After figuring out the level of care you need and the provider that best suits your payment method, you may want to review the treatment facilities’ accreditation under your consideration. Accreditation means that a facility has undergone evaluations that reveal its quality standards in client care, based on such factors as patient satisfaction, long-term effectiveness of treatment, and more.

The Commission on Accreditation of Rehabilitation Facilities, or CARF, provides accreditation to operators around the world at the request of health providers, including 20 in Colorado. In addition to the Council on Accreditation (COA) and the Healthcare Facilities Accreditation Program (HFAP), the Joint Commission Accreditation for Addiction Treatment Providers (also known as the Joint Commission) has been providing accreditation to treatment centers in Colorado for decades.[11]

This table identifies the typical accreditations along with the number of facilities who hold each type:

Facility Licensing, Certification, or Accreditation, by number and percent
No. %
Any listed agency/organization 389 96.29%
State substance abuse agency 372 92.08%
State mental health department 180 44.55%
State department of health 145 35.89%
Hospital licensing authority 10 2.48%
The Joint Commission 42 10.40%
Commission on Accreditation of Rehabilitation Facilities (CARF) 20 4.95%
National Committee for Quality Assurance (NCQA) 4 0.99%
Council on Accreditation (COA) 6 1.49%
Healthcare Facilities Accreditation Program (HFAP) 1 0.25%
Other national organization or federal, state or local agency 6 1.49%
Total 404 100.00%

No matter the type of treatment you need or how you plan to pay for it, many reputable providers with accreditations serve the state of Colorado.

Find Withdrawal Treatment in Colorado Today

A 2013 report from Trust For America’s Health found that only 1 in 10 people with a substance abuse disorder receives treatment in the United States.[12] You can be one of those who takes action against an addiction. When looking for withdrawal treatment in Colorado, consider one of our facilities.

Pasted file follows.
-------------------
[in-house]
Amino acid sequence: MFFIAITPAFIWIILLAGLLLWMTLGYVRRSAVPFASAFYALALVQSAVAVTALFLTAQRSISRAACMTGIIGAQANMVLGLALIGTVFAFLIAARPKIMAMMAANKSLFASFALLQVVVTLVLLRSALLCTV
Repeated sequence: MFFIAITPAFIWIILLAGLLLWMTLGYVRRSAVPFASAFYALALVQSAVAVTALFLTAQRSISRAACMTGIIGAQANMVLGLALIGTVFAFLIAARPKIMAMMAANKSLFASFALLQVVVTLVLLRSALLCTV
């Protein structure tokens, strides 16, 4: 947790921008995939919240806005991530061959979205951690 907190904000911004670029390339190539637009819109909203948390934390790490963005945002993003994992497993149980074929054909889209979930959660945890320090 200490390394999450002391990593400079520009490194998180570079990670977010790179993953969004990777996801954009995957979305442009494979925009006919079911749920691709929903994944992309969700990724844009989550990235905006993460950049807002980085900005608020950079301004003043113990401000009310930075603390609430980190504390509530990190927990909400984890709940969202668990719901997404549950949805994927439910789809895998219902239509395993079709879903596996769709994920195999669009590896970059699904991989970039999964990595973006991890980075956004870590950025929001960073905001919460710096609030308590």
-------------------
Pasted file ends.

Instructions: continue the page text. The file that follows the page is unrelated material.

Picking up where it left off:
American Addiction Centers provides detox and all forms of treatment across the country while being dedicated to addressing any co-occurring mental disorders that may impact your addiction. We operate a free and confidential helpline, where our team members can help you get the information you need to start you on the road to recovery. We can be reached at 1-888-935-1318. If you need help, don’t delay.


[1] “More Coloradans Died of a Drug Overdose in 2019.” Colorado Health Institute.
https://www.coloradohealthinstitute.org/research/more-coloradans-died-drug-overdose-2019-fentanyl-related-deaths-spiked

[2] “Surprising Colorado Addiction Facts.” AspenRidge Recovery.

Colorado Addiction Facts


[3] “Mission Statement, American Addiction Centers. https://americanaddictioncenters.org/about-us
[4] “What is Alcohol Withdrawal?” WebMD, WebMD.com. https://www.webmd.com/mental-health/addiction/alcohol-withdrawal-symptoms-treatments#1.
[5] Health Aff, “Despite Resources From the ACA, Most States Do Little to Help Addiction Treatment Programs Implement Health Care Reform,” U.S. National Library of Medicine National Institutes of Health, May 2015. https://www.ncbi.nlm.nih.gov/pmc/articles/PMC4706741/
[6] “Is Drug Addiction Treatment Worth Its Cost?” National Institute on Drug Abuse, January 2018.
https://www.drugabuse.gov/publications/principles-drug-addiction-treatment-research-based-guide-third-edition/frequently-asked-questions/drug-addiction-treatment-worth-its-cost
[7] “ACA at 10 Years: Medicaid Expansion in Colorado.” Colorado Health Institute. https://www.coloradohealthinstitute.org/research/aca-ten-years-medicaid-expansion-colorado
[8] Maureen T. Stuart and Constance M. Horgan, “Health Services and Financing of Treatment,” Alcohol Research & Health, 2011, 33(4), 389-394. https://www.ncbi.nlm.nih.gov/pmc/articles/PMC3860539/
[9] “Mental Health & Substance Abuse Coverage,” HealthCare.gov, https://www.healthcare.gov/coverage/mental-health-substance-abuse-coverage/

[10] “Colorado’s Uninsured Rate is Holding Steady.” The Colorado Sun. https://coloradosun.com/2019/09/25/colorado-health-access-survey-results/
[11] “Evolving With Care,” The Joint Commission, https://www.jointcommission.org/
[12] “Prescription Abuse: Strategies to Stop the Epidemic.” Trust For America’s Health, https://www.tfah.org/report-details/prescription-drug-abuse-strategies-to-stop-the-epidemic/